When we have an inclusion of a full subcategory $$I:B\hookrightarrow C$$ which has a left adjoint we call it a reflector and say we have a reflective subcategory. An example is the inclusion of the category of complete metric spaces into metric spaces, where the reflector is given by the completion, another one is the inclusion of compact Hausdorff spaces in topological spaces, where the reflector is the Stone-Cech compactification. These examples build an intuition of a reflective subcategory as one that contains 'nice' objects , which can be built canonically for each object in the ambient category. Moreover such construction is idempotent.

Now, the dual notion of coreflective subcategory is that of an inclusion of a full subcategory $$I:B\hookrightarrow C$$ which has a right adjoint we call it a coreflector. And honestly, I have not found much more explanation.

How can we intuitively deal with this concept? Does it somehow express a concept dual to completion?

Your intuitive description of reflective subcategories doesn't distinguish left adjoints from right adjoints so you could apply it equally well to either. Anyway, I think the best way to get a handle on these sorts of things is through a bunch of examples.

Examples of reflective subcategories:

• The subcategory of abelian groups in the category of groups, with reflector the abelianization $$G \mapsto G/[G, G]$$. Note that it doesn't really make sense to think of this as a "completion." This is one of my preferred "prototypical" examples.
• The subcategory of torsion-free abelian groups in the category of abelian groups, with reflector the torsion-free quotient $$A \mapsto A/A_{tors}$$.
• The subcategory of fields in the category of integral domains and injections, with reflector the fraction field $$D \mapsto \text{Frac}(D)$$.
• Let $$f : R \to S$$ be an epimorphism of commutative rings (for example, a quotient or a localization). Then the category of $$S$$-modules is a reflective subcategory of the category of $$R$$-modules, with reflector the extension of scalars $$M \mapsto M \otimes_R S$$ (for example, a localization). Taking $$R = \mathbb{Z}, S = \mathbb{Q}$$ produces an example similar to the second one: the subcategory of torsion-free divisible abelian groups in the category of abelian groups, with reflector $$A \mapsto A \otimes \mathbb{Q}$$ (which has kernel $$A_{tors}$$).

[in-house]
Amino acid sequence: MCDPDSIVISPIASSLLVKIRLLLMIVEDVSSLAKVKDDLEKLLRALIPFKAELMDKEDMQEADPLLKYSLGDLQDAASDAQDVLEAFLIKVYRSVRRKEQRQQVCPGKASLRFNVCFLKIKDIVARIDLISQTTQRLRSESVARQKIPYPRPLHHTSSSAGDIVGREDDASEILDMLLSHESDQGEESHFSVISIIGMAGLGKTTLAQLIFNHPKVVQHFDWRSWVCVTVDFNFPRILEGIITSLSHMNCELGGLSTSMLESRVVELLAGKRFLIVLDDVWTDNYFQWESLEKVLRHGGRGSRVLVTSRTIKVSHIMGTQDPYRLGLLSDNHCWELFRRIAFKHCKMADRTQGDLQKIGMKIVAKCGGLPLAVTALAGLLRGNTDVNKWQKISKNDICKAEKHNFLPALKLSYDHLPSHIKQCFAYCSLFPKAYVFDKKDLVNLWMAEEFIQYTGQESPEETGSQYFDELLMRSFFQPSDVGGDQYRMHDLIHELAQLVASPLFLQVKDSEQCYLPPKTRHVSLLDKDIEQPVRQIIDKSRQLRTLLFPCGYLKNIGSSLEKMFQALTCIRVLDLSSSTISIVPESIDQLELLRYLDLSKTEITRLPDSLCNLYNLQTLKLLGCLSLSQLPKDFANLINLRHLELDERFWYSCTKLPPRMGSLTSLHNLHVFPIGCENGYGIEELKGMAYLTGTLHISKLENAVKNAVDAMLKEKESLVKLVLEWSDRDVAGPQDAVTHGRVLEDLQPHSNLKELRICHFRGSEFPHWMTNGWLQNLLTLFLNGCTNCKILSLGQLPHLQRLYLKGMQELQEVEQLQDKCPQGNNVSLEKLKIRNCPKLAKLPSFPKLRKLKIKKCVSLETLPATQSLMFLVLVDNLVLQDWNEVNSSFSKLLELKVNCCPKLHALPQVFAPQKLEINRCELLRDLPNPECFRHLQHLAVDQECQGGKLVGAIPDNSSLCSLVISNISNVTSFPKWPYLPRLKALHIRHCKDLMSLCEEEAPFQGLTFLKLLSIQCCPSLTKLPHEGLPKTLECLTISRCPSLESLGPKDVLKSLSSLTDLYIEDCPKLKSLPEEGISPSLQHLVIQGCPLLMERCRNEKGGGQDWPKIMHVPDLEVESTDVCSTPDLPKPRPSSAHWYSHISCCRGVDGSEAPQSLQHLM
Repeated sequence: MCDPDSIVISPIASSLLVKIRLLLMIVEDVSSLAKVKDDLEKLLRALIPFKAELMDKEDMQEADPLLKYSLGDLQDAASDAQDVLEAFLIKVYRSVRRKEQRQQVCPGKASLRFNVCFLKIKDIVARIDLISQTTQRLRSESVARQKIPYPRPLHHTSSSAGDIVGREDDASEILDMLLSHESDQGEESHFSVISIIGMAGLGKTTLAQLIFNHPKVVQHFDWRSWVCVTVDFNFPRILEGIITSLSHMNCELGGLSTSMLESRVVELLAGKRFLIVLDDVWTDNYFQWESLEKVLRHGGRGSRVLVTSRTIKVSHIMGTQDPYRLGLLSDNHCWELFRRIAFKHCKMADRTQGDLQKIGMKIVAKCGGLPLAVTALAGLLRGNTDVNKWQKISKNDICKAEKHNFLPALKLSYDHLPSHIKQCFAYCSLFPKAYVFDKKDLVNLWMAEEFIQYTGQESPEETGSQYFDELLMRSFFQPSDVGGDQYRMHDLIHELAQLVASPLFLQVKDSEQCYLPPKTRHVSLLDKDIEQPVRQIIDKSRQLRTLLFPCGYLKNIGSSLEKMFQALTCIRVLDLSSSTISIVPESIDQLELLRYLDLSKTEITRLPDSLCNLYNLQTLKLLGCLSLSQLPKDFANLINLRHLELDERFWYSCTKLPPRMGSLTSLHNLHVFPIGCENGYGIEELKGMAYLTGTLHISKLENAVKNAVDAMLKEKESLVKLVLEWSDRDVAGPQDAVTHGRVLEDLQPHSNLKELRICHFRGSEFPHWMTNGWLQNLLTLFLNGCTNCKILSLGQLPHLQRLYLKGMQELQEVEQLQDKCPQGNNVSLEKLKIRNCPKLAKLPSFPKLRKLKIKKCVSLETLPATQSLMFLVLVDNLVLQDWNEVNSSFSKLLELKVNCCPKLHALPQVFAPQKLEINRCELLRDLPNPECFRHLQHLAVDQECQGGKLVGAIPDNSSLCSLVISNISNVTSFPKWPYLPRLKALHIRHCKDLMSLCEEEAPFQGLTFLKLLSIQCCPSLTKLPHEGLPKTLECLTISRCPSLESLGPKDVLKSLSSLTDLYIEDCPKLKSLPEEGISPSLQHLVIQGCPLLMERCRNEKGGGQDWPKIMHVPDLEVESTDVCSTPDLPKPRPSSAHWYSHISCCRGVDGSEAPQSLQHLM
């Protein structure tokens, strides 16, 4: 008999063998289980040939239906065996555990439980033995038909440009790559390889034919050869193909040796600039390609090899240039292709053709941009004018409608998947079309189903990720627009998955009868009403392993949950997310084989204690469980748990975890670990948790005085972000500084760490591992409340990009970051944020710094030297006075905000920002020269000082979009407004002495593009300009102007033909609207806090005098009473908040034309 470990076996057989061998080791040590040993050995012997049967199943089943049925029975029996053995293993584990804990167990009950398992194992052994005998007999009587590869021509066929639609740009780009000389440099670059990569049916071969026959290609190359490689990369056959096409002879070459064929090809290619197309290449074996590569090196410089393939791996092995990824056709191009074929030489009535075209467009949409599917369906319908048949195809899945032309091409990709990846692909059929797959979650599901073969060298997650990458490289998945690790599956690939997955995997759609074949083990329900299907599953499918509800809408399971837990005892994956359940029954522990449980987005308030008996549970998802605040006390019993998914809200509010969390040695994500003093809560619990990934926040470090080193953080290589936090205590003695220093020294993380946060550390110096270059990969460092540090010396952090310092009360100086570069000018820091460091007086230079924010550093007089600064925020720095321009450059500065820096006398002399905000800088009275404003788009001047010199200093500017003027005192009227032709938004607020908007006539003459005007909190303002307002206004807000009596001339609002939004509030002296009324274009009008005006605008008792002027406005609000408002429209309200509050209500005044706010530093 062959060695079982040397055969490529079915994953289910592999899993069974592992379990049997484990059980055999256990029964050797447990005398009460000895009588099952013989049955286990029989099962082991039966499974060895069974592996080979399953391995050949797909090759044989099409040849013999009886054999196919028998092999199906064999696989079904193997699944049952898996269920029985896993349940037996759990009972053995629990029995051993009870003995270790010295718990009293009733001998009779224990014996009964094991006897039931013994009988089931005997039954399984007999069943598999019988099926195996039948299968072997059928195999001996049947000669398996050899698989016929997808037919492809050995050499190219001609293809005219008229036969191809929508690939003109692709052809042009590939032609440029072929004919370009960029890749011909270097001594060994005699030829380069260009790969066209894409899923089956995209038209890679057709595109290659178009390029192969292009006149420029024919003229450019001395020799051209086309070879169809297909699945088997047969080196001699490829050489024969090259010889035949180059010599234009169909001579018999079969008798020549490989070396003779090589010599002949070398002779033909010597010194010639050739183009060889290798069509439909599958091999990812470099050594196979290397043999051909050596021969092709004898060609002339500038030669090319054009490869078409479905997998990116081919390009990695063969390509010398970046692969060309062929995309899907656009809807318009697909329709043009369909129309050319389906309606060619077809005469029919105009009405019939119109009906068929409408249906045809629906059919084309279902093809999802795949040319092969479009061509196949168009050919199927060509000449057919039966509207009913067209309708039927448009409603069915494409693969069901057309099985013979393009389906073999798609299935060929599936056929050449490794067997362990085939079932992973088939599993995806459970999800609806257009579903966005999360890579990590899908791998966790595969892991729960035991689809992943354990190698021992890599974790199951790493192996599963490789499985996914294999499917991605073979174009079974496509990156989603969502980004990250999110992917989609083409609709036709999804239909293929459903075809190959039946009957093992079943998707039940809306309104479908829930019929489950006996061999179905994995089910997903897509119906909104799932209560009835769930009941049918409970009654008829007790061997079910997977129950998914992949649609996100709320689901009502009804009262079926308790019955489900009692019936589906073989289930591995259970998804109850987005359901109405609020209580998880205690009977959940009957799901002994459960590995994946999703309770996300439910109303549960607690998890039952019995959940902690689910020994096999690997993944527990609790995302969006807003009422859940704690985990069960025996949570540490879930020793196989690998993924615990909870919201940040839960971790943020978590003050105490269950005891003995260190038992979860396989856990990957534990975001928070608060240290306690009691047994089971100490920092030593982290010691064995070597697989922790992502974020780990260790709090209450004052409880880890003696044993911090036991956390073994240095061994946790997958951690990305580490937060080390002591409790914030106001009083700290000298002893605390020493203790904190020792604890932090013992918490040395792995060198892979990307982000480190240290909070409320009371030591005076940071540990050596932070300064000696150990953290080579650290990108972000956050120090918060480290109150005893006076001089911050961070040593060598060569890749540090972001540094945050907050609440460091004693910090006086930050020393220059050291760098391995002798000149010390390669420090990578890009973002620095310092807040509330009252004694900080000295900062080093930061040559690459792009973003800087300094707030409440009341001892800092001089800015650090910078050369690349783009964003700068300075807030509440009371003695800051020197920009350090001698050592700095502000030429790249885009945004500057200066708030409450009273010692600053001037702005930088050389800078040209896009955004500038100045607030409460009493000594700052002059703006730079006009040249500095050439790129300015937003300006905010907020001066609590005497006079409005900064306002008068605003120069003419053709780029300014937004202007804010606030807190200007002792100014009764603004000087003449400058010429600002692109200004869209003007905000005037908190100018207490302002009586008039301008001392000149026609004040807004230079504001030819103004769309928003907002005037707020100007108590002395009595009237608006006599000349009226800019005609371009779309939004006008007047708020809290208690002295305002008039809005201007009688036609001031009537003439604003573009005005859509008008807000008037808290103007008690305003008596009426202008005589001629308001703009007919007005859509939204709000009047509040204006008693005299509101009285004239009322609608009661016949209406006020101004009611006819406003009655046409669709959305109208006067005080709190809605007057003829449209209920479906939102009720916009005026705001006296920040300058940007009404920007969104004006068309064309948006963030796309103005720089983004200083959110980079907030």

Examples of coreflective subcategories:

• The subcategory of torsion abelian groups in the category of abelian groups, with coreflector the torsion subgroup $$A \mapsto A_{tors}$$. This example has the nice feature of looking quite dual to the $$A \mapsto A/A_{tors}$$ example; I think it's worth chewing on in detail.
• More generally, let $$R$$ be a commutative ring and let $$S$$ be a multiplicative subset of it. Call an element $$m \in M$$ of an $$R$$-module $$S$$-torsion if it is annihilated by some element of $$S$$; equivalently, if it lies in the kernel of the localization map $$M \mapsto S^{-1} M \cong M \otimes_R S^{-1} R$$. Then the subcategory of $$S$$-torsion modules is coreflective in the category of $$R$$-modules, with coreflector the $$S$$-torsion submodule.
• The subcategory of divisible abelian groups in the category of abelian groups, with coreflector the divisible subgroup $$A \mapsto \{ a \in A : \forall n \in \mathbb{N}, \exists b \in A : a = nb \}$$.
• The subcategory of groups in the category of monoids, with coreflector the group of units $$M \mapsto M^{\times}$$.
• The subcategory of connected topological groups in the category of topological groups, with coreflector taking the connected component of the identity $$G \mapsto G_0$$. If we restrict our attention to compact Hausdorff abelian groups then this example is related to the example of torsion-free groups by Pontryagin duality: the opposite of the category of abelian groups is equivalent to the category of compact Hausdorff abelian groups and the subcategory of torsion-free abelian groups (which are equivalently the filtered colimits of copies of $$\mathbb{Z}^n$$) is sent to the subcategory of connected compact Hausdorff abelian groups (which are equivalently the cofiltered limits of copies of $$T^n$$).

These algebraic examples work loosely as follows. A reflective subcategory consists of "nice" objects such that every object has a maximal "nice quotient" (with reflector given by this quotient), and a coreflective subcategory consists of "nice" objects such that every object has a maximal "nice subobject" (with coreflector given by this subobject). Probably there are examples a bit stranger than this (for example one could take the opposite category of metric spaces or topological spaces) but I think this is a decent place to start.